Architects have long used visual representation to develop ideas, explore the potential outcome of their designs, and communicate their schemes to clients and the public. Since the development of the two-point perspective back in the fifteenth century, architectural visualizations have appeared more and more like images taken from the real world rather than from an architect’s imagination. Rendering has come a long way from its early days of drawing and painting, and technological developments of the late 20th century have shifted the relationship between architects and visualization.
With 3D modeling and digital rendering at their fingertips, it is now easier than ever for architects to construct stories around architectural ideas, often evoking the emotions they might associate with the experience of an existing building. While there is a long history of architects sketching completed buildings and drawing inspiration from those representations, one significant difference today is that artists no longer need to travel to the buildings themselves to represent them.
As Architizer’s annual One Rendering Challenge kicks off its third season, we are looking back at some of the superb finalists from previous editions. While many entries visualize unbuilt designs, utopian cityscapes and machine-laden dystopias to communicate powerful conceptual ideas, others draw strength by reimagining well-known scenes that exist in our contemporary landscape. The following eleven renderings take famous buildings from around the world as their subject matter. Each artist masterfully crafted an emotive image that offers a new perspective on their chosen structure by using surreal, dreamlike atmospheres, subtle distortions, unusual vantage points, and more. A couple of the buildings dig back in the history of modern architecture, while many more draw on recently completed but instant classics.
How many of the following buildings (and their architects) can you identify solely by viewing the following renderings? Grab a pen and paper, note down your answers and then click on the link at the foot of the page to discover how much of an expert you really are…
The artist says, “I decided to portray this building with a foggy atmosphere, in a wintry morning. I think this mood was perfect to help me enhancing the beautiful colored balconies and the jutting wooden blocks that make this building so unique.”
“Its an interesting and challenging thing: to tell a story in one still image,” muses the artist. The architectural subject matter “has amazing contrast view of an old building and a new futuristic shape. It perfectly demonstrates the connection between centuries. Thats’ why it was chosen to show time traveling.”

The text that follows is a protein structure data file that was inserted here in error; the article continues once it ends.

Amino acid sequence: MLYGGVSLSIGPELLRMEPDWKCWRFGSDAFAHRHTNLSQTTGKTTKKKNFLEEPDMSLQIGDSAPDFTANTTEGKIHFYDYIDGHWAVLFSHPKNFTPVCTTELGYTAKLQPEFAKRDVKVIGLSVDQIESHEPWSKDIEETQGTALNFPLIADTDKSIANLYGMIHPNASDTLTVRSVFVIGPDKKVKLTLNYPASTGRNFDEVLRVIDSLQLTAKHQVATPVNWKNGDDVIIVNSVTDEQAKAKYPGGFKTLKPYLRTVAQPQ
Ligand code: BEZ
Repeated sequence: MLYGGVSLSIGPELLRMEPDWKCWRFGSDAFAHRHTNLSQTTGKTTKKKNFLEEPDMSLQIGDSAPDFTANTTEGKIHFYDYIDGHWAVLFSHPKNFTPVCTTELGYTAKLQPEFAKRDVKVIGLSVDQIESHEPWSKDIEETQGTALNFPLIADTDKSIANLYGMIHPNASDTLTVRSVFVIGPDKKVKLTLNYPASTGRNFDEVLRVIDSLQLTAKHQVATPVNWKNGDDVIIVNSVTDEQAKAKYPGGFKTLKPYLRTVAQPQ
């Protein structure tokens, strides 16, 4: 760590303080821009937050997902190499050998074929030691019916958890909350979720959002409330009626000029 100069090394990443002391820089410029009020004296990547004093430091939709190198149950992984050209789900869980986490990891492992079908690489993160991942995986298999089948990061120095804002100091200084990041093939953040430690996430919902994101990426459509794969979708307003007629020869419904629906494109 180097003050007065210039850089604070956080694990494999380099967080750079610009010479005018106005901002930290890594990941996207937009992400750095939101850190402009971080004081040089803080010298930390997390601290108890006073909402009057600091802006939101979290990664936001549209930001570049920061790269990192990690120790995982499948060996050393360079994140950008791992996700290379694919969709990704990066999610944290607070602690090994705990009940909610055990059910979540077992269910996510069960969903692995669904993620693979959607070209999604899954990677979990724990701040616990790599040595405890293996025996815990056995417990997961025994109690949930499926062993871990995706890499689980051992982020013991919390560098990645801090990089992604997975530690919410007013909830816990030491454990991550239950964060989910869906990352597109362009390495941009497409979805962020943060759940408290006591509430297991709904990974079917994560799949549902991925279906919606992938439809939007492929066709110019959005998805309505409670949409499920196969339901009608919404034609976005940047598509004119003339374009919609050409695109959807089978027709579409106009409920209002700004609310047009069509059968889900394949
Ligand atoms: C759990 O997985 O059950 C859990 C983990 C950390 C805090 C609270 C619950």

Drawing on the delicate glass panels that define the original building, the artist “uses a very still and calm setup that allows these sails to shine in contrast with the darkness that surrounds them. A dark and moody park frames the iconic architecture in a peaceful and honest way. Human scale is portrayed in a delicate way against the magnitude of the architecture. Silence is the main trigger for this image.”
“This picture represents an utopian city,” constructing it with references to a well-known building that the artist was very familiar with. “The eye travels through the image following the ramp. There are several elements that refer to the history of the [building]: some artworks that took place on its roof and the texts, that remind “Archiculture”, an event which took place every year.”
“This project reminds us of that one sacred place and state of mind where we find solace in,” the artist says in reference to the original project. “Hope is there, as long as we remember to search for the light.”
“I took the liberty of tweaking the scale a bit to enhance the feeling of monumentality,” the artist explains. “We are used to seeing this kind of huge spaces full of lights, colours and people, but for this project I wanted to achieve a more emotion-evoking image by using a monochromatic(ish) colour-palette, enhancing the contrast in scales by having just one character, and playing with sunlight to guide the viewer’s attention.”
“Something happened Under the Sea of the North’s waters. A new kind of reef appeared, the waves strike upon it, the wind besieges it and the sealife is building on it their new homes,” describes the artist. “What nature does in thousands of years, a group of human beings did in a few, defining a new part of the landscape, something between human and nature, an artificial window upon the mysterious and deep water of the north. What’s better than dive over there?”
“Before modelling I checked professional photos on the web and tried to make the final look different from them. This is an office building and we know lots of office buildings night renderings in busy streets with smudged out car lights. But I focused on a calm night atmosphere,” the artist describes. “The viewpoint is far from the edifice and the beholder can barely hear the noise of the city through the wet heavy air.”
“While we are working hard and having fun, there is no time to notice how cold is outside,” the artist explains. “How steam and smoke from traffic down below and chimneys is rising above the roofs and how the snow flakes are flying about. There will be enough time for all that, on our way home… Once we meet the deadline.”
“This image is a canvas for some recurring dreams I have been having recently,” says the artist. “The environment is the dreamscape, featuring themes from my childhood, from my studies and my professional career. Similar to my dreams, the mist is entering the proximity of the house and figures, partially emerging and then receding into the haze.”
Share this with your fellow colleagues and students to see how your architectural knowledge compares! Then, when you’re ready, you can check out the answers here. (No cheating!)
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